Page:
The Mayo Brothers (the guys who built the clinic) prescribed an 18-day reducing diet to actress Ethel Barrymore back in 1925, and it became one of the first diet fads to sweep through popular culture. That diet happened to include melba toast as a key component, which led to it becoming so common on grocery shelves in this part of the world. Thanks, Mayo boys and Mr. Escoffier, for giving us an excuse to eat crumbly crackerstuffs yesterday. It was wild.

National Near Miss Day

31 years ago, on March 23, 1989 (yeah, that was 31 years ago – sorry everyone), an asteroid flew within 500,000 miles from the earth, nearly reducing our civilization to dust and debris. It would have been the equivalent of a 600 megaton atomic bomb. The bomb dropped on Hiroshima in 1945 was about 15 kilotons, so we’re talking the difference between a sneeze and the Death Star cannon here. The largest nuclear weapon ever tested was the Tsar Bomba, detonated by the USSR in 1961 at about 58 megatons. So ten of those. This was truly a near-miss.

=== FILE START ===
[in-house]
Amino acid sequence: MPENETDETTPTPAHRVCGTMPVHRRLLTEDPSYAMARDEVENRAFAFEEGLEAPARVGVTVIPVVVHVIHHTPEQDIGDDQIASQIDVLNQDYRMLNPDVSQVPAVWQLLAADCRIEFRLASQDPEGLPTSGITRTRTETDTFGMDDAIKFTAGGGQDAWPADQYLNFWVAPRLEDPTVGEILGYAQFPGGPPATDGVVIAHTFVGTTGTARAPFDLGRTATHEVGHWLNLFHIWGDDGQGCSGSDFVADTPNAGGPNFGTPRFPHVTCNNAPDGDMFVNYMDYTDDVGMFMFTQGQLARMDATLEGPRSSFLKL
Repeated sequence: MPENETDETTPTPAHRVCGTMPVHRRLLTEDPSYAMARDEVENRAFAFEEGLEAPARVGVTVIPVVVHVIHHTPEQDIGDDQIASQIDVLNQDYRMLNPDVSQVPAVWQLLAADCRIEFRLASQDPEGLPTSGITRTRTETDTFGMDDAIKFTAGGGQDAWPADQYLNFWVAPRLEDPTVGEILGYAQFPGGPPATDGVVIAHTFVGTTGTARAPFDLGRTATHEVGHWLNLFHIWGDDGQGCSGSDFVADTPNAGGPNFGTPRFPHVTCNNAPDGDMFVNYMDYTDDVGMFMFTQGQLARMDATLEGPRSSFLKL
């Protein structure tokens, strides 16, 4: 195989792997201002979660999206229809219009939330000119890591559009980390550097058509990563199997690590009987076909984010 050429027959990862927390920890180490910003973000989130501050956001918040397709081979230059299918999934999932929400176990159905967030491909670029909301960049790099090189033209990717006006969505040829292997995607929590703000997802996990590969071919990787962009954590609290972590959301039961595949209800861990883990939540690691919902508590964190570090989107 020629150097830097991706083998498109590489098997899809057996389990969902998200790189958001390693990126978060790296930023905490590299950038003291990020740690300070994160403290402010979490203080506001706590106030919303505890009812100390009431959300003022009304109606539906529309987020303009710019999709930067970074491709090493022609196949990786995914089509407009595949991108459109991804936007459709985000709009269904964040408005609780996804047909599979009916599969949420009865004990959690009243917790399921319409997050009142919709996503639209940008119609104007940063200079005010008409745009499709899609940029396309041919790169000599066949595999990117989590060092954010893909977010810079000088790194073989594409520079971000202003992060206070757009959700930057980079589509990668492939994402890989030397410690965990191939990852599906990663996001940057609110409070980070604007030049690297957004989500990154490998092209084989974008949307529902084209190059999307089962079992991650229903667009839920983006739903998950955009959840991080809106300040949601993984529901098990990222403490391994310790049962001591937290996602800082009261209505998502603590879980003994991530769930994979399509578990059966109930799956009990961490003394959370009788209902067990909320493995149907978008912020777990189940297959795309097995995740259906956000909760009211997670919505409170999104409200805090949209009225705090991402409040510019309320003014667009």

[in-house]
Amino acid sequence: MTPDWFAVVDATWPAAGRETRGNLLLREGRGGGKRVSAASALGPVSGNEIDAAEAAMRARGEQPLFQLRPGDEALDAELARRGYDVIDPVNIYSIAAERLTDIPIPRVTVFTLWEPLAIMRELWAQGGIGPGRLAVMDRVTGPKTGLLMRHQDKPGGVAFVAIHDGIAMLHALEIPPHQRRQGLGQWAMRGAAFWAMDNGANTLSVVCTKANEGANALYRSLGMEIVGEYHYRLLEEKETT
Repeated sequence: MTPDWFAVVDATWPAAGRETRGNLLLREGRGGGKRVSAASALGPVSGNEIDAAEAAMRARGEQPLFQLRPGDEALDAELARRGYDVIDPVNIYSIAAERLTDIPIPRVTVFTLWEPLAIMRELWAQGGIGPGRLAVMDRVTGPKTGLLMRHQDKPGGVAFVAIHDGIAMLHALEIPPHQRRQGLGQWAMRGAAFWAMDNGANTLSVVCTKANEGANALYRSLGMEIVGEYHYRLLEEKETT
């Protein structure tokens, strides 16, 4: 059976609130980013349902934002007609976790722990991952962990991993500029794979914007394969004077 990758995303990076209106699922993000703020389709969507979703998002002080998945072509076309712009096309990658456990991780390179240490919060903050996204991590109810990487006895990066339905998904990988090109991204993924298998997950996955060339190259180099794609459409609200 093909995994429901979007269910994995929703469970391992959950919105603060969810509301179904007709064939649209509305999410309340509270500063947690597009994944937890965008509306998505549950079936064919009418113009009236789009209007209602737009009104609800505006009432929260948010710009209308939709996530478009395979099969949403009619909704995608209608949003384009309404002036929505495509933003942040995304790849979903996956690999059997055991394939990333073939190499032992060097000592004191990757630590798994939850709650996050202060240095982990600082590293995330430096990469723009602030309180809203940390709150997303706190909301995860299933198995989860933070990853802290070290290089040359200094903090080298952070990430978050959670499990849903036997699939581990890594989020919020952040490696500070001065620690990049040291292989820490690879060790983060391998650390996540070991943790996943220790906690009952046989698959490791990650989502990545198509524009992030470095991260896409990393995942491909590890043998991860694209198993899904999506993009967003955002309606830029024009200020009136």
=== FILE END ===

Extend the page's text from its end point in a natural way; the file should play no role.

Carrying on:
I can see the value in celebrating a day in which we almost perished. Perhaps if the asteroid had shaved things a little closer we’d be celebrating this on a grander scale. I’m willing to bet none of my readers (or, ‘neither’, I guess) were aware this day existed before now. The proper way to celebrate it, according to one source, is to learn more about asteroids and such. I think the best way to celebrate it is to appreciate the fragility of life, and how great it is that we’ve been able to live through the last 31 years and experience the internet, The Wire, and the advent of all-day breakfast at McDonald’s. It’s good to be alive.